East Bristol ‘liveable neighbourhood’ trial - which roads will be closed to motor traffic
Motor traffic will be banned from driving through several roads in Barton Hill, Redfield and St George from this autumn
New details have been revealed of where many roads will be blocked off in east Bristol as part of a new ‘liveable neighbourhood’ trial.
Motor traffic will be banned from driving through several roads in Barton Hill, Redfield and St George from this autumn.
The liveable neighbourhood trial is aiming to reduce rat-running and through-traffic through residential areas, making it easier and safer to walk and cycle. Bristol City Council has now published a map detailing exactly where new restrictions will be brought in.
Results of the trial will be evaluated before a permanent scheme is introduced early 2025. If successful a second liveable neighbourhood could be created covering parts of Bedminser, Ashton and Southville.
A Bristol City Council spokesman said: “We are excited to present our plans for the trial scheme that will help make Barton Hill and parts of Redfield and St George quieter, safer and healthier places to live and spend time. The trial will take place from autumn 2023 and will see a series of measures installed.
“Measures include modal filters, bus gates, pocket parks, changes to one-way and two-way traffic flow, cycle hangars and trees in large planters. We will be installing 10 cycle hangars across the area as part of the trial and will be contacting nearby households about their locations. Once the exact locations have been agreed, residents can sign up to use them.”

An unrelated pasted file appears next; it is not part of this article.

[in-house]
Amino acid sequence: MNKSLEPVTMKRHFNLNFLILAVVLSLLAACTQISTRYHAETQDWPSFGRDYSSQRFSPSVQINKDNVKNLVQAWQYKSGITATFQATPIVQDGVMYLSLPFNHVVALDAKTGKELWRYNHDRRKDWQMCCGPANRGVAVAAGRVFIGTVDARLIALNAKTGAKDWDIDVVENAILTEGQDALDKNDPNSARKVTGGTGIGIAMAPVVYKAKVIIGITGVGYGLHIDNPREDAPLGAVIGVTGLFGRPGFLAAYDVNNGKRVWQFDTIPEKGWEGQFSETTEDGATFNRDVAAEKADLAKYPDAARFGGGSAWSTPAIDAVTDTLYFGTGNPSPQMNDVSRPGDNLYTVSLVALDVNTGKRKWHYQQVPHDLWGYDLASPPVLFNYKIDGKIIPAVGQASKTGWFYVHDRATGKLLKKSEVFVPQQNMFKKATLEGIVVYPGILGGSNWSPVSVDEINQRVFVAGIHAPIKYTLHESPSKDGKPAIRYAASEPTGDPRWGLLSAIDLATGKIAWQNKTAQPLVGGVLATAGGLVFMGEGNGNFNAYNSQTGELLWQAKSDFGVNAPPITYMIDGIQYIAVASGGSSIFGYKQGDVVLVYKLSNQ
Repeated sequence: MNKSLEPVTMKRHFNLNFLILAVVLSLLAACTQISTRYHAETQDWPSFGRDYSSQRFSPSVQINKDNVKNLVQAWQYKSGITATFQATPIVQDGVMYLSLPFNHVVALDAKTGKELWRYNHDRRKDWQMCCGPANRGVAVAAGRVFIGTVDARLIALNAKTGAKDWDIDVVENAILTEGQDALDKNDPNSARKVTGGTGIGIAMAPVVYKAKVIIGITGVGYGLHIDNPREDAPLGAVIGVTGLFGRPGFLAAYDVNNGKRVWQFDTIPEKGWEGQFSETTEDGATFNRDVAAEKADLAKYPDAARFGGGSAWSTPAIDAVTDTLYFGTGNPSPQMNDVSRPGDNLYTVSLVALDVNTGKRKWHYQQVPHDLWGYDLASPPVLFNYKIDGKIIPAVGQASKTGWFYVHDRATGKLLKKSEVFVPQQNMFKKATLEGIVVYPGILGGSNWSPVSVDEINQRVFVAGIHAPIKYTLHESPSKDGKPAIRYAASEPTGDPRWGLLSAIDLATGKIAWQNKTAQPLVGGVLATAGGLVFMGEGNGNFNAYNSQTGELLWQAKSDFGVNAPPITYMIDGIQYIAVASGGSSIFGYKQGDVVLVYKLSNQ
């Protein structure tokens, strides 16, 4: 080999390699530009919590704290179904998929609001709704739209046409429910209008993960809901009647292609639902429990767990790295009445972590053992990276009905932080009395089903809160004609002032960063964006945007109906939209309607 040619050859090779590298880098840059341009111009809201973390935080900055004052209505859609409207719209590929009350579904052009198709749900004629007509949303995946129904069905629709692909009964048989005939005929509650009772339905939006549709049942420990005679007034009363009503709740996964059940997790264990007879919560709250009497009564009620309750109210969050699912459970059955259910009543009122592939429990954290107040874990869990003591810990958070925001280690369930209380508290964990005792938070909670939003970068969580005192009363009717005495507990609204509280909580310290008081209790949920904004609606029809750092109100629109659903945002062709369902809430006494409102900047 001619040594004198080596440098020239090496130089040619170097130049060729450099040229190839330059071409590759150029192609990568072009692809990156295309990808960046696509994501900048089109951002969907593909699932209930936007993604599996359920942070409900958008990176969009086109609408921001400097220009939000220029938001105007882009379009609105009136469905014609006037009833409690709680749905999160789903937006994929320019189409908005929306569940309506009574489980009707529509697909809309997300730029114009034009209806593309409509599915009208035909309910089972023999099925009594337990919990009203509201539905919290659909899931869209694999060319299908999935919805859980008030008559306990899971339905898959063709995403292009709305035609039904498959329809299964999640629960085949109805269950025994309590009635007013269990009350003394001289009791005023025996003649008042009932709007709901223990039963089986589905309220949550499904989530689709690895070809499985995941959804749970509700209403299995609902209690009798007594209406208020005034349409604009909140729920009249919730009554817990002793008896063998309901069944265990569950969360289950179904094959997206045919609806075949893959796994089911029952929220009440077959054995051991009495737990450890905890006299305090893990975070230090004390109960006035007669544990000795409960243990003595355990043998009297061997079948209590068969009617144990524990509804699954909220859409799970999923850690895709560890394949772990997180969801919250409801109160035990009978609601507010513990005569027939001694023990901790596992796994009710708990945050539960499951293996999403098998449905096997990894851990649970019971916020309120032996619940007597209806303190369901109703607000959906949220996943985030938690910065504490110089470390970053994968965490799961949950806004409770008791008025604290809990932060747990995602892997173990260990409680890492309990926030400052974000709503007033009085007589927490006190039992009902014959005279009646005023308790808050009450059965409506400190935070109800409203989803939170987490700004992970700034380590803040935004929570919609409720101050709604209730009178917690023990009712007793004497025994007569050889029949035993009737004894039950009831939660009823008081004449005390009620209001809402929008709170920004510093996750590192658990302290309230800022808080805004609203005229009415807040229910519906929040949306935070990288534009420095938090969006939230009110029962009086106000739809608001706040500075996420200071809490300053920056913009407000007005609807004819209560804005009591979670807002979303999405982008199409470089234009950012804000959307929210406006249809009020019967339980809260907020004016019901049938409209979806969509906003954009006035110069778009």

New restrictions for motor traffic will be installed on Avonvale Road, Barnes Street, Beaufort Road, Cobden Street, Cossham Road, Ducie Road, Glebe Road, Great Western Lane, Kingsmarsh Way, Lincoln Street, Marsh Lane, Morton Street, the Avenue, and Victoria Avenue. Many of these will comprise large wooden planters placed on the road.
Residents living inside the trial area will still be able to drive to their homes, and access will be kept for deliveries and emergency services. Bristol City Council chiefs hope to reduce rat-running and pollution, improve the air quality, and make walking and cycling safer.
The council spokesman added: “The entire area will still be accessible by vehicle, however the routes you take would change. For example, if you lived on Cossham Road in the yellow area, you would enter and access via any of the other yellow streets.
“You would still be able to drive to the other coloured areas, but would need to enter via the main roads. You would be able to pass through any of the measures by walking, cycling, wheeling or scooting. Bus access is maintained throughout the area.”
The liveable neighbourhood scheme will cover a wide area south of Lawrence Hill, Church Road and Summerhill Road. The area is bordered by Troopers Hill Road in the east, St Phillips Causeway in the west, and the Feeder Canal and the River Avon in the south.
But concerns remain among some locals living within the area. One resident, who asked not to be named, said: “By displacing traffic, the plans will cause a substantial increase in congestion on the already busy Church Road, and furthermore it will create new congestion on the current free-flowing Summerhill Road, and possibly also Crews Hole Road.
“Over the years there have been numerous instances where Beaufort Road has been shut off for a period of time for various reasons — a playing out event where the street is shut off to motor vehicles only a few months ago being one example. The knock-on effect has always been a highly congested Church Road, and new congestion on Summerhill Road.”
Regular drop-in info sessions will be held over the next couple of months, as well as walking tours around the affected areas. Walking tours will be held in St George on Thursday, May 11, from 6pm to 7pm; in Redfield on Thursday, May 25, from 6pm to 7pm; and in Barton Hill on Thursday, June 8, from 10am to 11am. More details can be found online by visiting: eastbristolliveableneighbourhoods.commonplace.is/